Vicks VapoRub is the brand name of a popular mentholated ointment manufactured by the American company Proctor and Gamble. This over the counter (OTC) medication is commonly used to manage cold symptoms. The constituents of this ointment as mentioned on the product label are as follows:
- Active ingredients:
- Camphor (topical analgesic or pain reliever)
- Eucalyptus oil (cough suppressant and decongestant)
- Menthol (cough suppressant and topical analgesic)
- Inactive ingredients:
- Cedar leaf oil
- Nutmeg oil
- Turpentine oil
It is generally used to relieve symptoms such as cough, aches and pains, and nasal blockage. If you have a cough associated with a lot of mucus or blood or if your cough has been for a long duration, you must consult a doctor instead of self-medicating.
There are two common ways Vicks VapoRub can be used:
- Applied on the chest and throat: It can temporarily relieve cough due to common cold.
- Applied on the muscles and joints: It can temporarily relieve minor aches and pains.
Never add Vick VapoRub to hot water for inhalation purposes. It may splatter and cause face burns. It is also known to clog the sinus openings if inhaled through steam and may worsen the cold symptoms. Vicks VapoRub cannot be used in children younger than 2 years of age. Adults and children older than 2 years of age can use it by rubbing a thick layer on the chest and throat or sore aching muscles. After application, you may cover the area with a warm, dry cloth. The clothing should be kept loose around the neck and chest to help vapors reach the nose. You may repeat the application two to three times in 24 hours or as directed by your doctor.
Vicks VapoRub is also used for various other common (and rather unconventional) purposes. It does not have any scientific validation and can also lead to side effects. Hence, asking your doctor and practicing caution is important. Some of the other uses of Vicks VapoRub are as follows:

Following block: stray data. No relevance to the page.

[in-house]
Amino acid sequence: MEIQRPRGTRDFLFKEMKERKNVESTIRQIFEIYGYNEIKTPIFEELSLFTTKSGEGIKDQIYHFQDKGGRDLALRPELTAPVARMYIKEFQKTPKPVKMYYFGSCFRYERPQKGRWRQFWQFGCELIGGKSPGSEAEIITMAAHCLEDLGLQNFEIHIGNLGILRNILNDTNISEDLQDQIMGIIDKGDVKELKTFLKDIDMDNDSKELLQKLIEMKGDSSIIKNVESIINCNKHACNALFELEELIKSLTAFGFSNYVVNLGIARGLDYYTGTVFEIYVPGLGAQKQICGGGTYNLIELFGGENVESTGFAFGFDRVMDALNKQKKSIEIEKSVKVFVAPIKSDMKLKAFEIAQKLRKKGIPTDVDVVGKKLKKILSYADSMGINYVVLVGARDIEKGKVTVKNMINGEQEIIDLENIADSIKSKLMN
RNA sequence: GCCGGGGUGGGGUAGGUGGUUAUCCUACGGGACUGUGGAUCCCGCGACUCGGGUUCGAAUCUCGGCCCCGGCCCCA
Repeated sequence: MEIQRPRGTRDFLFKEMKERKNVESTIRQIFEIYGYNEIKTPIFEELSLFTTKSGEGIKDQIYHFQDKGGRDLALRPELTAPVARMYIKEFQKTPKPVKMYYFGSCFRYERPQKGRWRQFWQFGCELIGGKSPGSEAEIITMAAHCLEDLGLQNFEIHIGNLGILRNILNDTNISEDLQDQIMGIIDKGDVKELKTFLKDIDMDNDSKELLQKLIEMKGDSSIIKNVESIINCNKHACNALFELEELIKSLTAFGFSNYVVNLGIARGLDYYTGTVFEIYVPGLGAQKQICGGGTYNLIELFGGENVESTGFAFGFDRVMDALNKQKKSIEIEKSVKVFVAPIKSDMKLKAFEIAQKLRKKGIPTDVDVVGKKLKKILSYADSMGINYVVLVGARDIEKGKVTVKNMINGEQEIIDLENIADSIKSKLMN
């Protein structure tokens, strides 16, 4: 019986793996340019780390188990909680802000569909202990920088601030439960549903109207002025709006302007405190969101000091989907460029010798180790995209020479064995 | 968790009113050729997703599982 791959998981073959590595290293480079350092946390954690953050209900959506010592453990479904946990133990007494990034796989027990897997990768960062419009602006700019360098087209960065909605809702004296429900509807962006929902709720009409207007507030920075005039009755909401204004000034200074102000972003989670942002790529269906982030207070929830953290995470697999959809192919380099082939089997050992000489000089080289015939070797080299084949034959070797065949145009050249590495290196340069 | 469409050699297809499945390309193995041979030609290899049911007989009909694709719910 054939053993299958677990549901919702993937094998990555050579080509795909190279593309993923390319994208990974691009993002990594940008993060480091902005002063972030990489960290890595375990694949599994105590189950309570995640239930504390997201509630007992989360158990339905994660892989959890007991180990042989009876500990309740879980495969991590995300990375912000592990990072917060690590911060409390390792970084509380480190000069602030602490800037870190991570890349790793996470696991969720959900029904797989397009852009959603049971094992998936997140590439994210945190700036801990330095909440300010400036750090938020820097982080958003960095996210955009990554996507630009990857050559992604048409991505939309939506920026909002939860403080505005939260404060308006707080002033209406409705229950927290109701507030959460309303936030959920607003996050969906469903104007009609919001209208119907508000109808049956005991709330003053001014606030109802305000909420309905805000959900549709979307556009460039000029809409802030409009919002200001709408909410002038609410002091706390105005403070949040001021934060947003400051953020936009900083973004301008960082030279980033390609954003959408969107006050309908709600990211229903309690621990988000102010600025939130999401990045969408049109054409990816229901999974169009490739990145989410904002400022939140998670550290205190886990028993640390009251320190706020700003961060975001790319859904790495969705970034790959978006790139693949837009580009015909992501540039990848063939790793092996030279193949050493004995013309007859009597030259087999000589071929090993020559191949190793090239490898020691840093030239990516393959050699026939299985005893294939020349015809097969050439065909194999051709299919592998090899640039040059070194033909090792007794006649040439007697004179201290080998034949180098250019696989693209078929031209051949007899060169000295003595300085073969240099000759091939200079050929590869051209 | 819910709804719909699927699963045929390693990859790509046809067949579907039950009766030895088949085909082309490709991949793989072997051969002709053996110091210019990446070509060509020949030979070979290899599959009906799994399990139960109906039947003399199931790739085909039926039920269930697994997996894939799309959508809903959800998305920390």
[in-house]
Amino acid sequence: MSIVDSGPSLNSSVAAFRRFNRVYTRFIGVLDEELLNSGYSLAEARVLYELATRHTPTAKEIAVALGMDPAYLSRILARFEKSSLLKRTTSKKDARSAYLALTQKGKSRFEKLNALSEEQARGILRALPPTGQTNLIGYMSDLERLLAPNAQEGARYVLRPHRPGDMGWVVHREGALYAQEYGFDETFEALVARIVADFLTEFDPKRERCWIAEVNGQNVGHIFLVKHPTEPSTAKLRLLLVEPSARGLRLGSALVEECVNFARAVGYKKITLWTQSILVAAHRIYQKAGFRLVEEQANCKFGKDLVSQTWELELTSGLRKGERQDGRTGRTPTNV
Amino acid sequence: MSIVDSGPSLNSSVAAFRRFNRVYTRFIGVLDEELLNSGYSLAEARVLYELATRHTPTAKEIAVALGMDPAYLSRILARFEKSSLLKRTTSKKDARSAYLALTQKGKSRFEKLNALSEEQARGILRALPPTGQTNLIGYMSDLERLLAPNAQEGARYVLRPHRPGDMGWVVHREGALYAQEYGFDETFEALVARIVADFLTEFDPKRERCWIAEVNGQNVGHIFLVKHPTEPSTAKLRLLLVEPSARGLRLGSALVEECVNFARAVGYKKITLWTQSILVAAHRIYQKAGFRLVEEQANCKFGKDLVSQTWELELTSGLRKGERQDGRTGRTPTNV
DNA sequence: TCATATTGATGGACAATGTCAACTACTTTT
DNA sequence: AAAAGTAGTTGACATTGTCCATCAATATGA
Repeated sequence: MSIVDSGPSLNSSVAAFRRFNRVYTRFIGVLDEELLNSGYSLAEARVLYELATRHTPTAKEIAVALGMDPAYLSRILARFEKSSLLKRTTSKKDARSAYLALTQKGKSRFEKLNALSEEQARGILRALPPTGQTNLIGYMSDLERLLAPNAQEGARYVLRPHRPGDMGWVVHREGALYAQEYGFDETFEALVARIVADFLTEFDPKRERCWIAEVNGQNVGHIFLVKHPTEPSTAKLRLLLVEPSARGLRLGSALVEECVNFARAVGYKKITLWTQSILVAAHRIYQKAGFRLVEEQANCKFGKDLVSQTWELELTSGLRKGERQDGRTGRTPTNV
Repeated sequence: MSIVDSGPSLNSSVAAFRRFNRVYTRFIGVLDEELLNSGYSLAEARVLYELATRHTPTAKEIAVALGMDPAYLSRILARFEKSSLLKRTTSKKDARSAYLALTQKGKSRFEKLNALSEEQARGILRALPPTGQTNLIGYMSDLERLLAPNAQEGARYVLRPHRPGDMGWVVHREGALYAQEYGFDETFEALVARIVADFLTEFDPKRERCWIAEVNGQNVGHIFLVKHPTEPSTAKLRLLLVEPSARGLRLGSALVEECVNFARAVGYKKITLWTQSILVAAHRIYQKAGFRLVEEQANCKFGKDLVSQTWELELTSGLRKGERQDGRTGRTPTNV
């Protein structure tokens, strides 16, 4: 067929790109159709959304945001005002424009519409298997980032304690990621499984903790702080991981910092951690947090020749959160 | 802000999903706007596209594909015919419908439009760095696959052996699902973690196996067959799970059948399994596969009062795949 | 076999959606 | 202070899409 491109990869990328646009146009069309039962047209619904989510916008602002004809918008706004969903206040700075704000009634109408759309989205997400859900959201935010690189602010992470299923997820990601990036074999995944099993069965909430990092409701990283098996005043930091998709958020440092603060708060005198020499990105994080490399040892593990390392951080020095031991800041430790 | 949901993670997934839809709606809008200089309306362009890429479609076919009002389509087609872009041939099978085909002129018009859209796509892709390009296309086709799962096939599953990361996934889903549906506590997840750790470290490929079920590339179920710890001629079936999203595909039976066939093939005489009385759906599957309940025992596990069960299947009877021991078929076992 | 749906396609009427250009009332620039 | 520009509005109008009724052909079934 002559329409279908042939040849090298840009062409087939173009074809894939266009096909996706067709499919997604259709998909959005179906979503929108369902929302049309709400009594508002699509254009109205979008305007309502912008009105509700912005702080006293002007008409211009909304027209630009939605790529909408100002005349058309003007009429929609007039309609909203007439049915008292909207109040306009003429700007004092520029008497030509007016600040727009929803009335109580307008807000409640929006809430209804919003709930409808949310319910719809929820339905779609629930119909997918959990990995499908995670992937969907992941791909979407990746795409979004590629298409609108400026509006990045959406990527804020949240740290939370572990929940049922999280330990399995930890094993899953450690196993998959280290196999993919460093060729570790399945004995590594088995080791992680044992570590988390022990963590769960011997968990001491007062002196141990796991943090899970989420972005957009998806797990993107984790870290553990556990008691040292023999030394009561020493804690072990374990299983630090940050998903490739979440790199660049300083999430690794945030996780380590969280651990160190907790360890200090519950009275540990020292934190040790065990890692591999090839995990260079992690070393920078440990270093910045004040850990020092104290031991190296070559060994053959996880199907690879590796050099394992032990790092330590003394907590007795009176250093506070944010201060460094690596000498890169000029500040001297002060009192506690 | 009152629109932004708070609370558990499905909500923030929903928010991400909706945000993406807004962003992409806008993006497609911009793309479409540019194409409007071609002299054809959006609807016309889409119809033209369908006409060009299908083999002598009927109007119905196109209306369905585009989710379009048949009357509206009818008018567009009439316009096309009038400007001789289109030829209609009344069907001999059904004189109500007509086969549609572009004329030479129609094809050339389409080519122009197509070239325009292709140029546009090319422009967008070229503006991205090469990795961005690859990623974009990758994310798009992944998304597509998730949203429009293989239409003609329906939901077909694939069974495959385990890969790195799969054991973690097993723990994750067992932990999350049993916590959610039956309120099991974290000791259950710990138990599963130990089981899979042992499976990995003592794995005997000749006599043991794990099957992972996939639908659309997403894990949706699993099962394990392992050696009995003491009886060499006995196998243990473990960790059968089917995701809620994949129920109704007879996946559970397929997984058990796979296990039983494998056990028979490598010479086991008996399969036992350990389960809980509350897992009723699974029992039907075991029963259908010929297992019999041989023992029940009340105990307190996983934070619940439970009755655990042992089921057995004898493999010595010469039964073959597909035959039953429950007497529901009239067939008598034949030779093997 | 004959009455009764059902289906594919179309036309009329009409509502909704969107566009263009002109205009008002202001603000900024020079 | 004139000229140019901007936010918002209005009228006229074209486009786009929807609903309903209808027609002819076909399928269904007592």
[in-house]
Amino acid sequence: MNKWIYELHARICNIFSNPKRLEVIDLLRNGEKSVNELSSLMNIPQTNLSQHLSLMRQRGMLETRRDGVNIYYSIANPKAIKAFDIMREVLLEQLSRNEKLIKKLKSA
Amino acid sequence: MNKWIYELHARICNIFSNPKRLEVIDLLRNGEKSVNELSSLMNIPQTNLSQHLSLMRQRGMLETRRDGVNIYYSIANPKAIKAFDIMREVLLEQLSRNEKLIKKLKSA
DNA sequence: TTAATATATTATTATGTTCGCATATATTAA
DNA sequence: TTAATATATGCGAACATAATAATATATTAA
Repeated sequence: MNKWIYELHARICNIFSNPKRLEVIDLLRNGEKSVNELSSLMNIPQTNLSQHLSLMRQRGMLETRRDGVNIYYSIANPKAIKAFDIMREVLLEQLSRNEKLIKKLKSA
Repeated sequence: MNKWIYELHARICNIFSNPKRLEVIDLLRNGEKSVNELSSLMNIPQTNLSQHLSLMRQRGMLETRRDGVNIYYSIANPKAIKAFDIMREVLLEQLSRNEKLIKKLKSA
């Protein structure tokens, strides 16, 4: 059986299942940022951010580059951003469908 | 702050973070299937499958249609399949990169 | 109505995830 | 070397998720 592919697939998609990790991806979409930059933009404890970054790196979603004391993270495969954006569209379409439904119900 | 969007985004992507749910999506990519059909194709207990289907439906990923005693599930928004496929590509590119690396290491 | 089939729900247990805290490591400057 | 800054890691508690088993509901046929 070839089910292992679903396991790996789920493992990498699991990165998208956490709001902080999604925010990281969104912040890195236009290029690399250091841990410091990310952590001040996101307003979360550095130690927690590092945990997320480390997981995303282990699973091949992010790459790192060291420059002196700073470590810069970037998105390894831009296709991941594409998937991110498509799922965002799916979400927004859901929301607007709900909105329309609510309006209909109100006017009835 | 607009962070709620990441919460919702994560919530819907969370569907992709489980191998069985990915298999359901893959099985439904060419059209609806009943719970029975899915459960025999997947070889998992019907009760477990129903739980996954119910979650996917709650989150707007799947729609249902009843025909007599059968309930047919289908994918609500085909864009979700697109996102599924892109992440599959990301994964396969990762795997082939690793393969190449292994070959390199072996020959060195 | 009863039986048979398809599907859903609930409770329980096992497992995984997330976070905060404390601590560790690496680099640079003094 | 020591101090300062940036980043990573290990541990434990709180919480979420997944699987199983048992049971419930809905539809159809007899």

- Treating foot conditions such as cracked feet and athlete’s foot (a type of fungal infection of the feet)
- Managing stretch marks
- Treating skin conditions such as acne and eczema
- As an insect repellent
- Training pets
- Fading bruises and hickeys
- Treating minor cuts and burns
- Managing headaches
- Relieving itchy skin
- Relieving sunburn
The use of Vicks VapoRub must be limited to occasional episodes of cough and aches. Vicks VapoRub does not relieve congestion, rather the strong menthol smell tricks your brain to feel that you are breathy through an unclogged nose. It should never be used in children younger than 2 years of age. This is because the ingredients of Vicks VapoRub act as irritants that increase mucus production in the airways. Because the airways are narrower in young children, VapoRub can cause serious side effects in them. People older than 2 years must restrict its use to application over the chest, back, and neck. The camphor present in VapoRub can be toxic. It can be absorbed through the mucus membrane or cracked skin. Hence, it should not be applied inside the nostrils, especially in children. It should be used with caution on the forehead and nose because even a small amount of VapoRub can be harmful if it gets into your eyes. Some studies have reported that VapoRub can cause skin inflammation and loss of skin pigmentation (leukoderma) in some people. You must keep it away from children because consumption of Vicks VapoRub can cause life-threatening reactions.
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Common Medical Abbreviations & Terms
Doctors, pharmacists, and other health-care professionals use abbreviations, acronyms, and other terminology for instructions and information in regard to a patient's health condition, prescription drugs they are to take, or medical procedures that have been ordered. There is no approved this list of common medical abbreviations, acronyms, and terminology used by doctors and other health- care professionals. You can use this list of medical abbreviations and acronyms written by our doctors the next time you can't understand what is on your prescription package, blood test results, or medical procedure orders. Examples include:
- ANED: Alive no evidence of disease. The patient arrived in the ER alive with no evidence of disease.
- ARF: Acute renal (kidney) failure
- cap: Capsule.
- CPAP: Continuous positive airway pressure. A treatment for sleep apnea.
- DJD: Degenerative joint disease. Another term for osteoarthritis.
- DM: Diabetes mellitus. Type 1 and type 2 diabetes
- HA: Headache
- IBD: Inflammatory bowel disease. A name for two disorders of the gastrointestinal (BI) tract, Crohn's disease and ulcerative colitis
- JT: Joint
- N/V: Nausea or vomiting.
- p.o.: By mouth. From the Latin terminology per os.
- q.i.d.: Four times daily. As in taking a medicine four times daily.
- RA: Rheumatoid arthritis
- SOB: Shortness of breath.
- T: Temperature. Temperature is recorded as part of the physical examination. It is one of the "vital signs."
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